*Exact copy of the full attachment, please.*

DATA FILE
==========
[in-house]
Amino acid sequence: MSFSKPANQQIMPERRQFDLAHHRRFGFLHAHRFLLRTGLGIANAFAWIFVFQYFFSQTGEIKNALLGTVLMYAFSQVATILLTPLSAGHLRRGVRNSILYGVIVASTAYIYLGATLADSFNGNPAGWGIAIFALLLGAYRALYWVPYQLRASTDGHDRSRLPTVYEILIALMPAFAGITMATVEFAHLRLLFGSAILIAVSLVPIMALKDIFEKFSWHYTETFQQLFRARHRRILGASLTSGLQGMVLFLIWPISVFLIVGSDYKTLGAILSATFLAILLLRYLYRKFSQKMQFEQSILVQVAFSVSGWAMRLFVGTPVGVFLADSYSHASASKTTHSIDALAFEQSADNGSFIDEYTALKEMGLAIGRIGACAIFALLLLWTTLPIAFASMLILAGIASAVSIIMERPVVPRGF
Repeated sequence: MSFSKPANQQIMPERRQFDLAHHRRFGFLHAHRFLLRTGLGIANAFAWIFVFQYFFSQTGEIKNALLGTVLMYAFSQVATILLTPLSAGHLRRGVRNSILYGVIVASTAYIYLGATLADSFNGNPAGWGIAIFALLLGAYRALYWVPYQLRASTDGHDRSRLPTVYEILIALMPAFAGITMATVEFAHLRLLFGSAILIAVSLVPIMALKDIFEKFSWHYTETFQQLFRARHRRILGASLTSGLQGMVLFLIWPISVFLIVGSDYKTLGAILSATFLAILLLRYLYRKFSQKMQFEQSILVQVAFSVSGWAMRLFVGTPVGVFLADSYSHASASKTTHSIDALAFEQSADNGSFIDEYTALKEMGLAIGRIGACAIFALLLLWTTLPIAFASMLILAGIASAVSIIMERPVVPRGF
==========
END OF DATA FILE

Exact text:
[in-house]
Amino acid sequence: MSFSKPANQQIMPERRQFDLAHHRRFGFLHAHRFLLRTGLGIANAFAWIFVFQYFFSQTGEIKNALLGTVLMYAFSQVATILLTPLSAGHLRRGVRNSILYGVIVASTAYIYLGATLADSFNGNPAGWGIAIFALLLGAYRALYWVPYQLRASTDGHDRSRLPTVYEILIALMPAFAGITMATVEFAHLRLLFGSAILIAVSLVPIMALKDIFEKFSWHYTETFQQLFRARHRRILGASLTSGLQGMVLFLIWPISVFLIVGSDYKTLGAILSATFLAILLLRYLYRKFSQKMQFEQSILVQVAFSVSGWAMRLFVGTPVGVFLADSYSHASASKTTHSIDALAFEQSADNGSFIDEYTALKEMGLAIGRIGACAIFALLLLWTTLPIAFASMLILAGIASAVSIIMERPVVPRGF
Repeated sequence: MSFSKPANQQIMPERRQFDLAHHRRFGFLHAHRFLLRTGLGIANAFAWIFVFQYFFSQTGEIKNALLGTVLMYAFSQVATILLTPLSAGHLRRGVRNSILYGVIVASTAYIYLGATLADSFNGNPAGWGIAIFALLLGAYRALYWVPYQLRASTDGHDRSRLPTVYEILIALMPAFAGITMATVEFAHLRLLFGSAILIAVSLVPIMALKDIFEKFSWHYTETFQQLFRARHRRILGASLTSGLQGMVLFLIWPISVFLIVGSDYKTLGAILSATFLAILLLRYLYRKFSQKMQFEQSILVQVAFSVSGWAMRLFVGTPVGVFLADSYSHASASKTTHSIDALAFEQSADNGSFIDEYTALKEMGLAIGRIGACAIFALLLLWTTLPIAFASMLILAGIASAVSIIMERPVVPRGF